The 1.8-litre supercharged Yaris GRMN was a difficult sell, in a hot-supermini market eagerly awaiting the superb value Fiesta ST due not long after it. But Toyota’s second attempt at a ‘GR’ badged hot Yaris – the aptly named GR Yaris – is a different ball game entirely. It’s a curious car, because its development was originally undertaken to create a new WRC car for Toyota’s works team. However, when it was decided that the Yaris WRC model based on the previous-generation supermini would continue in competition, Toyota decided to build the homologation special road-going GR Yaris anyway. For a short three-door hatchback, it requires several unique engineering solutions to package a permanent four-wheel-drive system, powered by a 1.6-litre three-cylinder turbocharged engine developing up to 272PS (200kW). It finally made its competition debut in the 2022 World Rally Championship season as the basis of the GR Yaris Rally1 entered by Toyota Gazoo Racing, winning the manufacturers title.
8. Isuzu D-Max
Where once there was only Defender there is now only D-Max. Yes, in the rolling hills and dales of rural Britain the farmers have long-since ditched the old Land Rovers that were once a fixture of country living and moved pretty much wholesale into Japanese pick-ups as the utility vehicle of choice. And, frankly, who can blame them. Cheap to buy, steadfastly unglamorous, tough as old boots and likely to spend its entire working life without ever troubling a jet wash, a mud-caked D-Max with a white box cover over the flatbed and a couple of bales of hay in the back is the modern farmer’s friend. A consistent award winner in various commercial, trade and 4x4 mags, a new version is on the way and looks to pick up where the old one left off.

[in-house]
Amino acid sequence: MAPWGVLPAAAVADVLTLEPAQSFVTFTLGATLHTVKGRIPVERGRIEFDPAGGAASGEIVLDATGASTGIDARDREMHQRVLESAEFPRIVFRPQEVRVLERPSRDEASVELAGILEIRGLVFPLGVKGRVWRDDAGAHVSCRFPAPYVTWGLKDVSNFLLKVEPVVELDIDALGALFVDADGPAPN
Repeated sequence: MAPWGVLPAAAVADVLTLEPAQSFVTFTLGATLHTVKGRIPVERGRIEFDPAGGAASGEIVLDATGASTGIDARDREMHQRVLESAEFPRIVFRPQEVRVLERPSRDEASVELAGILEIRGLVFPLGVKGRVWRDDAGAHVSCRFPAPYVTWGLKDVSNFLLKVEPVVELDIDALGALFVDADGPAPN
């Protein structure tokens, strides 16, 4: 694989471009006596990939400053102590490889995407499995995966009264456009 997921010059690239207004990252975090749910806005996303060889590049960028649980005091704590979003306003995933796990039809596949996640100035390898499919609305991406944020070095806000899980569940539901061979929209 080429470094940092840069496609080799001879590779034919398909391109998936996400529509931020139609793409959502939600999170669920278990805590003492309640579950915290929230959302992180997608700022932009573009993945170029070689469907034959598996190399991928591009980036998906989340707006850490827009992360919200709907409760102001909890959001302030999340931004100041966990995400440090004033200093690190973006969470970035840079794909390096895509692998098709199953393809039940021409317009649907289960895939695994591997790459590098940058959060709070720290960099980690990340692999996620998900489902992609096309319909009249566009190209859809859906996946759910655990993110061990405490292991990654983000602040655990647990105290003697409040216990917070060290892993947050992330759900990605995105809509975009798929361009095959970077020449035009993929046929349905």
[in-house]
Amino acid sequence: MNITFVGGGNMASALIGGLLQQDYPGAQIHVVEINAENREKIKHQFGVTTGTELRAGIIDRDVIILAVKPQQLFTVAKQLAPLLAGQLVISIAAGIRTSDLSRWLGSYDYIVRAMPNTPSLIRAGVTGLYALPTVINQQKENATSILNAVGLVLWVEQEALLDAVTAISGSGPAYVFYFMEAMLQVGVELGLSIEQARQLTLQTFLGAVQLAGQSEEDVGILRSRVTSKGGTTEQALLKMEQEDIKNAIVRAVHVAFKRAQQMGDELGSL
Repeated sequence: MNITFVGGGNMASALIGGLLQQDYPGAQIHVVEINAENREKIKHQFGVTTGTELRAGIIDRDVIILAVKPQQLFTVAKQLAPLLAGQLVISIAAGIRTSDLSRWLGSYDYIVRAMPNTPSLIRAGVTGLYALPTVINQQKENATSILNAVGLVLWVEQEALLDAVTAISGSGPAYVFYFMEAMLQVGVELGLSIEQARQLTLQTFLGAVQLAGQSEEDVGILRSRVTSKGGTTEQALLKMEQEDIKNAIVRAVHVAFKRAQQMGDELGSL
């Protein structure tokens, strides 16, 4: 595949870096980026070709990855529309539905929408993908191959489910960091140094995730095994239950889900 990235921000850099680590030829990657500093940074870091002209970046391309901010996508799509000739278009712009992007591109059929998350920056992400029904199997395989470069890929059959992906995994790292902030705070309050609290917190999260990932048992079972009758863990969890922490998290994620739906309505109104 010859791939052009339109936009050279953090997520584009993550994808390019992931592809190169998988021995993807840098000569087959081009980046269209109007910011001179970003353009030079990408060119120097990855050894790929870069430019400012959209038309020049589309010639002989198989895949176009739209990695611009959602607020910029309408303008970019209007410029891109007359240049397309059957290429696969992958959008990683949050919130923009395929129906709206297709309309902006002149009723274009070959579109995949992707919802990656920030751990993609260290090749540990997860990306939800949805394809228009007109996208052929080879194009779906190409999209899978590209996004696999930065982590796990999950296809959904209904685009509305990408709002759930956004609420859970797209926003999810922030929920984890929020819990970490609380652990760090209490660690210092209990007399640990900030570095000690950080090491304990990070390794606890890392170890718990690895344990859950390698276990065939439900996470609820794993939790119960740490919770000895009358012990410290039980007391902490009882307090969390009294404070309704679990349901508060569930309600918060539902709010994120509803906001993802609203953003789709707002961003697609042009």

9. Mitsuoka Buddy
Mitsuoka’s mad creations never fail to disappoint. There’s something uniquely Japanese about the weirdness of its miniaturised homages to classic British cars, but the brand also likes to push iconic American cars through its uncanny-valley design workshop. The MX-5-based Rock Star evokes a Corvette Stingray, but the marque’s most recent crude creation is its first SUV. Called the Buddy, it uses the technical basis of the latest Toyota RAV4, but with a boxy makeover intended to pay homage to the K5-generation Chevrolet Blazer, complete with BF Goodrich all-terrain tyres and ‘80s steel wheels. It’s not available here in the UK, but Bookham-based TW White - Mitsuoka’s UK dealer - still advertises the Jaguar XK120 inspired Mitsuoka Roadster.